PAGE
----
Credit Control

It may sound obvious but making sure that you’re paid in full and on time is crucial to maintaining a healthy cashflow and, as the success of your business ultimately depends on it, it’s no overstatement to say that credit control is one of the most important processes for any business that offers credit to its customers.

 

Preparation is key

 

Ensuring that an invoice stands the best chance of being paid promptly starts before you even raise and send it. Check with your customer what information they want to appear on the invoice – they may trade under a different name, or they might need an order number displaying. Also check with your customer how they want to receive their invoice. While emailing an invoice is the most common, easiest and quickest method, not everyone checks their emails regularly. Likewise, an invoice posted to an office still closed due to staff now working from home may not get picked up for some time. This is also an opportunity to make your customer aware that your invoice is on its way. By checking this information at the start, you are less likely to encounter issues further down the line such as a request for the invoice to be amended and reissued, or a customer claiming it was sent to the wrong place.

Credit control bl

Also make sure that your invoice template clearly shows your accepted payment methods and that your bank details are also displayed. As well as your account number and sort code, include your full account name too, as many banks now run a confirmation of payee check. This means the bank account number and sort code will be compared to the account name, and only if they match exactly will the system allow the payment to proceed. This is a new feature designed to combat scams by preventing fraudsters switching a legitimate account number and sort code for their own.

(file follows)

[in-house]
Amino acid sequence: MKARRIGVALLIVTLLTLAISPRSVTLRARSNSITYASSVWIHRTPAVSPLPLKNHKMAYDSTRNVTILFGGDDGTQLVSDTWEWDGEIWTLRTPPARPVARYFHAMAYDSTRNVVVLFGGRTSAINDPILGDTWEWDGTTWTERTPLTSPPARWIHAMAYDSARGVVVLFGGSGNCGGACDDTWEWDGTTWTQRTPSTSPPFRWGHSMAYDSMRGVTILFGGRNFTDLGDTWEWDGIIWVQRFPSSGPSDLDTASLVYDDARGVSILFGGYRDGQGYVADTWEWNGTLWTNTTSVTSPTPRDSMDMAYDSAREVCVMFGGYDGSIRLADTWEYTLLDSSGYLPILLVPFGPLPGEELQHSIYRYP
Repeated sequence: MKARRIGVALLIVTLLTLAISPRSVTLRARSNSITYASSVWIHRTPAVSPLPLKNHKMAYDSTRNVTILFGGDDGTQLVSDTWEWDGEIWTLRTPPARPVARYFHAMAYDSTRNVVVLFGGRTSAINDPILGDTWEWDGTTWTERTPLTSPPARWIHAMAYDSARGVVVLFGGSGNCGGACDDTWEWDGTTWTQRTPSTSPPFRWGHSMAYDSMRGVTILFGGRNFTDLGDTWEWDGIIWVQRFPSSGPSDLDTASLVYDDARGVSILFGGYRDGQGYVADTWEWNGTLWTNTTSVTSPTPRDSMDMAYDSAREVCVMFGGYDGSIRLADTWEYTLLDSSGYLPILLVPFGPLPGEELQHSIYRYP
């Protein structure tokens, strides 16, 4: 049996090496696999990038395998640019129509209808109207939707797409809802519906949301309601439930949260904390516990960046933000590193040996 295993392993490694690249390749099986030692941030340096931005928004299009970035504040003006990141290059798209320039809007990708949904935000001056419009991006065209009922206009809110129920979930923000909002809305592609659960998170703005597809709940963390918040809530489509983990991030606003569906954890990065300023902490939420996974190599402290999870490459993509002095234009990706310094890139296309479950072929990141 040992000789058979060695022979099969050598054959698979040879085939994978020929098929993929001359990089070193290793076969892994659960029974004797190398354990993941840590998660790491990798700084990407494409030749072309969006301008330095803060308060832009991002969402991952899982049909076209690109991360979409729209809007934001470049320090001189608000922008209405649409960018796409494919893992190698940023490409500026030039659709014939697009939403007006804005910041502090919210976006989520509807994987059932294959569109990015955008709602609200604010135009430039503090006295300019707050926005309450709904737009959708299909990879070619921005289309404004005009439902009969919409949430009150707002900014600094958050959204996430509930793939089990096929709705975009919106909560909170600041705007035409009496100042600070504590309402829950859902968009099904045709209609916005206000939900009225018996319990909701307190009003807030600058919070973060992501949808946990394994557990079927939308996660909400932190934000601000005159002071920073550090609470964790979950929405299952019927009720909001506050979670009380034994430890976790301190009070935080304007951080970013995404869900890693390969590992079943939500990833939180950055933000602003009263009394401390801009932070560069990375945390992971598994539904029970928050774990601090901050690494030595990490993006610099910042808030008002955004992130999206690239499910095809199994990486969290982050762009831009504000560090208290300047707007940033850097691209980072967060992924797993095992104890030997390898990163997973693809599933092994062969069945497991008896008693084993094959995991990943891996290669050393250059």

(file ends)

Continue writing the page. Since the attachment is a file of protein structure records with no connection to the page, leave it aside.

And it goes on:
You might also want to consider offering other ways to pay, for example by card or allowing your customers to set up a Direct Debit. Both these options can be set up in Xero and your customer can just click through to your payment provider when they receive their invoice.

 

It also helps if your payment terms are clearly displayed on your invoice, and any penalty for late payment, for example charging interest, is also clearly set out either on your invoice or, if applicable, in your contract.

 

Don’t let your customers forget

 

Customers pay late for a number of reasons, and in our experience one of the most common excuses is that they simply forgot. This happens quite often, especially with smaller businesses that don’t necessarily have any purchase ledger controls in place. The customer receives the invoice and they intend to pay it nearer to the due date but then it gets overlooked, forgotten or buried amongst a pile of other paperwork.

 

Dealing with these oversights promptly is vital. The longer a debt is left unchased, then the more likely it is that the customer will fail to recollect the details, and you may find yourself having to spend time digging through your own records to find information to support your request for payment.